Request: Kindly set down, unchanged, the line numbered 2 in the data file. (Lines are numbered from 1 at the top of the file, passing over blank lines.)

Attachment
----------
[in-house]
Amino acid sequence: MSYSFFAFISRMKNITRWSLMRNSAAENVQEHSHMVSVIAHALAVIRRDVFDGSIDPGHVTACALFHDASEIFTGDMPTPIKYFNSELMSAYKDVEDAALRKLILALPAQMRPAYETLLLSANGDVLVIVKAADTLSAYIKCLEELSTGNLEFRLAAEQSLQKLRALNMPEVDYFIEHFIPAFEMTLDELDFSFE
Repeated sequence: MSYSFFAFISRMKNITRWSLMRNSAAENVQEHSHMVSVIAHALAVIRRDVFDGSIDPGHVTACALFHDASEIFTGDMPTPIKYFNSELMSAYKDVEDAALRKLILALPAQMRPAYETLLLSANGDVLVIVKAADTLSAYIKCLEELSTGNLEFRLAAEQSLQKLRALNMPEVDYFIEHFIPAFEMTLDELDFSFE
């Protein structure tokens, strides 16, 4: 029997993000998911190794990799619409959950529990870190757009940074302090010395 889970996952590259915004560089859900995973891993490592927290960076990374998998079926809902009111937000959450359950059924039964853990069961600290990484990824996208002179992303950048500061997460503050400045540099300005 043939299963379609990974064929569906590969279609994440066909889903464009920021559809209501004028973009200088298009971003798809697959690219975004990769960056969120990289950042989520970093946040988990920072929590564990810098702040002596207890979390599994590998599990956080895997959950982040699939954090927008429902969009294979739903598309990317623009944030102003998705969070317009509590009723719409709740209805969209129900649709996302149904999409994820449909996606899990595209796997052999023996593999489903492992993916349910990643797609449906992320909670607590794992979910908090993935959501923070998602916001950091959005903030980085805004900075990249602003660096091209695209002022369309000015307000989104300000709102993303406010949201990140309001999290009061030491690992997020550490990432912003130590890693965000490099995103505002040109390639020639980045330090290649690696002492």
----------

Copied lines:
Amino acid sequence: MSYSFFAFISRMKNITRWSLMRNSAAENVQEHSHMVSVIAHALAVIRRDVFDGSIDPGHVTACALFHDASEIFTGDMPTPIKYFNSELMSAYKDVEDAALRKLILALPAQMRPAYETLLLSANGDVLVIVKAADTLSAYIKCLEELSTGNLEFRLAAEQSLQKLRALNMPEVDYFIEHFIPAFEMTLDELDFSFE